Continue to the end of the Boulevard Saint Germain and you will see a modern building: the Institut du Monde Arabe (Arab World Institute). Built in 1987, this building combines modern architecture and oriental culture. You will surely notice the modern mushrabiyas (oriental windows) that characterize the structure. Open from 10AM to 6PM, the terrace on the top floor is free and is definitely a must do. The view on Paris and Notre Dame Cathedral is beautiful. You can even taste some Lebanese food from the restaurant on the same floor. A ticket is needed to enter the museum of the Institut du Monde Arabe, and prices vary depending on the exhibition.  


Follow the Seine towards Notre Dame on Quai de la Tournelle. The name « tournelle » comes from the Château de Tournelle, a castle built at the same time as the Wall of Philippe Auguste to protect Paris from a possible river invasion. Along the way, and up until the Pont de l’Archevêché behind Notre Dame Cathedral, you will find 2 curiosities. The Tour d’Argent, 15 rue de la Tournelle, is one of the most beautiful restaurants in Paris, famous for its starred gastronomy, décor, service and huge wine cellar. The other curiosity is the Bouquinistesbooksellers of used and antiquarian books located along large sections of the banks of the Seine. In 1530, small newspaper vendors were not allowed to own proper boutiques, and therefore had to settle on the banks of the river to try and make a living. A tradition of book selling has since then continued on these sections of the Seine. 

Archevêché Bridge

There are mainly 2 places in Paris where people use padlocks to symbolize their love : the Pont des Arts and the Pont de l’Archevêché. The latter was built in 1828 and a fee was applicable to anyone crossing it before 1850. It is now the narrowest bridge of Paris, and since 2010, lovers have come here to seal their love symbolically with a lock. This is where you will have a good angle for pictures of Notre Dame.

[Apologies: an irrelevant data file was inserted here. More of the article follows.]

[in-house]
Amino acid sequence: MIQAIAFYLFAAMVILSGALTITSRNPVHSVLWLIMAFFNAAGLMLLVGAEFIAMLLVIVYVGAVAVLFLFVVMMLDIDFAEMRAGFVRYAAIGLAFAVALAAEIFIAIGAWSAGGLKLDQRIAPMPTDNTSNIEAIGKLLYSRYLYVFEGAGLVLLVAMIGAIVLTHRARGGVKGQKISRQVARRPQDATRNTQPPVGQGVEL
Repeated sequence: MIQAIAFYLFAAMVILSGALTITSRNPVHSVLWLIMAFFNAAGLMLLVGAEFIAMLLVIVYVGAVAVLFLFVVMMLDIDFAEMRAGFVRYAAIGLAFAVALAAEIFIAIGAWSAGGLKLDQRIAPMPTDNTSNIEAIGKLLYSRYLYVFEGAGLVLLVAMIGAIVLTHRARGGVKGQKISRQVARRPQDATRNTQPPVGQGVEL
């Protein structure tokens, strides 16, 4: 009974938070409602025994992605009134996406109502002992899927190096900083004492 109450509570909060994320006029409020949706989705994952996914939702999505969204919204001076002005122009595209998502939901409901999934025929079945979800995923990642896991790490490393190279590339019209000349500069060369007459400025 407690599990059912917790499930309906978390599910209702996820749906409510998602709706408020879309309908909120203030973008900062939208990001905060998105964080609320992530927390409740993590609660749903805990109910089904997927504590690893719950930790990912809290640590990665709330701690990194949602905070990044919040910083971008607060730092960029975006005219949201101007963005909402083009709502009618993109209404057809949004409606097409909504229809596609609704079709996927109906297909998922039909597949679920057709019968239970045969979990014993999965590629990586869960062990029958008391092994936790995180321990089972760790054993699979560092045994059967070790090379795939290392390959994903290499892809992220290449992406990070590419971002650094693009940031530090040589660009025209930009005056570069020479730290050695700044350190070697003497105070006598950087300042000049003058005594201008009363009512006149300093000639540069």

Parisianist Fun Fact: The 2 bridges (Pont des Arts and Pont de l'Archevêché) will have their chain link fencing replaced by clear plastic panels. Lovers will therefore find other spots to seal their love. 


Cross the Pont de l’Archevêché and enter the park on your right, just after the bridge. At the very tip of the park is the Mémorial des Martyrs de la Déportation (open from 10AM to 5PM except on Monday), a memorial to the 200,000 people that were deported during the occupation of France by the Germans, opened in 1962. After going down the stairs and entering the memorial through a very narrow corridor, you will find yourself in a darkened room, in front of a long fenced corridor with 200,000 glass stalks. The grave of an unknown deported victim lays at the end of the corridor, while quotations from famous authors can be read in the two other rooms of the memorial.

Parisianist Tip: The memorial being small, only a few people can enter at a time. There can be a small queue, but the waiting time is not long. Silence is requested inside.

Notre Dame

Walk back to the bridge, and enter the gardens surrounding Notre Dame. This iconic cathedral is the most visited monument in Paris. Built from 1163 to 1345, Notre Dame has 850 years of incredible history. Dazzling architecture, a priceless treasure (the Holy Crown of Thorns), an impressive list of famous visitors, make it an absolute must do in Paris. Planned for destruction in 1830, it was saved by Victor Hugo’s Hunchback of Notre-Dame novel.